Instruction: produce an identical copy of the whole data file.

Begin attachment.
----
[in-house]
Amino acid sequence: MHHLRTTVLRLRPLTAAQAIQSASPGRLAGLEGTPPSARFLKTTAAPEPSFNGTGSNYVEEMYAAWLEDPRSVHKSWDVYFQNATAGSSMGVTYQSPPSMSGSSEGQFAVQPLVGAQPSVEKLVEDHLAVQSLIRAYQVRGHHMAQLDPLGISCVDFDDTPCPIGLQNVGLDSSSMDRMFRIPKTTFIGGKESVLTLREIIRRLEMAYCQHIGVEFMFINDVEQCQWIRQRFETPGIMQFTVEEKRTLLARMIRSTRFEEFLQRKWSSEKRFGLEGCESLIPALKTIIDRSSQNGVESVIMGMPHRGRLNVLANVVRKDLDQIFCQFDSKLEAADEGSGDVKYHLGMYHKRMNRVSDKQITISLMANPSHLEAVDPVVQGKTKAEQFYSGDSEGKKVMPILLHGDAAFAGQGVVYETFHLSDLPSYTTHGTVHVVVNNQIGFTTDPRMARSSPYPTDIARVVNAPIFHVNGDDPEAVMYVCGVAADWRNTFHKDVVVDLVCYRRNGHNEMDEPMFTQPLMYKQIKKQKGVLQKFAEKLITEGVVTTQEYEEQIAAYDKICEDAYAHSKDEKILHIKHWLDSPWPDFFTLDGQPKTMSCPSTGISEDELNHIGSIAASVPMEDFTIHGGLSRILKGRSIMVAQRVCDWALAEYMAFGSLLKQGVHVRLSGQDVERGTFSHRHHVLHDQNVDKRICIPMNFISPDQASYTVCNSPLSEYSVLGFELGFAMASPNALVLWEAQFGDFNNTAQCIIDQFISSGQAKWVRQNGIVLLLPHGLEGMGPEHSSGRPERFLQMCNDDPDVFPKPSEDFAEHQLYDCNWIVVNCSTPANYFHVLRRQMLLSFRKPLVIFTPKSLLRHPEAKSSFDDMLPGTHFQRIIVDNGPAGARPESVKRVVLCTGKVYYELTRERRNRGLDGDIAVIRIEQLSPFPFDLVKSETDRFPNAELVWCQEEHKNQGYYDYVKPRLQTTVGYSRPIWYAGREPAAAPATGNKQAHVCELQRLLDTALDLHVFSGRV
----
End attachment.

[in-house]
Amino acid sequence: MHHLRTTVLRLRPLTAAQAIQSASPGRLAGLEGTPPSARFLKTTAAPEPSFNGTGSNYVEEMYAAWLEDPRSVHKSWDVYFQNATAGSSMGVTYQSPPSMSGSSEGQFAVQPLVGAQPSVEKLVEDHLAVQSLIRAYQVRGHHMAQLDPLGISCVDFDDTPCPIGLQNVGLDSSSMDRMFRIPKTTFIGGKESVLTLREIIRRLEMAYCQHIGVEFMFINDVEQCQWIRQRFETPGIMQFTVEEKRTLLARMIRSTRFEEFLQRKWSSEKRFGLEGCESLIPALKTIIDRSSQNGVESVIMGMPHRGRLNVLANVVRKDLDQIFCQFDSKLEAADEGSGDVKYHLGMYHKRMNRVSDKQITISLMANPSHLEAVDPVVQGKTKAEQFYSGDSEGKKVMPILLHGDAAFAGQGVVYETFHLSDLPSYTTHGTVHVVVNNQIGFTTDPRMARSSPYPTDIARVVNAPIFHVNGDDPEAVMYVCGVAADWRNTFHKDVVVDLVCYRRNGHNEMDEPMFTQPLMYKQIKKQKGVLQKFAEKLITEGVVTTQEYEEQIAAYDKICEDAYAHSKDEKILHIKHWLDSPWPDFFTLDGQPKTMSCPSTGISEDELNHIGSIAASVPMEDFTIHGGLSRILKGRSIMVAQRVCDWALAEYMAFGSLLKQGVHVRLSGQDVERGTFSHRHHVLHDQNVDKRICIPMNFISPDQASYTVCNSPLSEYSVLGFELGFAMASPNALVLWEAQFGDFNNTAQCIIDQFISSGQAKWVRQNGIVLLLPHGLEGMGPEHSSGRPERFLQMCNDDPDVFPKPSEDFAEHQLYDCNWIVVNCSTPANYFHVLRRQMLLSFRKPLVIFTPKSLLRHPEAKSSFDDMLPGTHFQRIIVDNGPAGARPESVKRVVLCTGKVYYELTRERRNRGLDGDIAVIRIEQLSPFPFDLVKSETDRFPNAELVWCQEEHKNQGYYDYVKPRLQTTVGYSRPIWYAGREPAAAPATGNKQAHVCELQRLLDTALDLHVFSGRV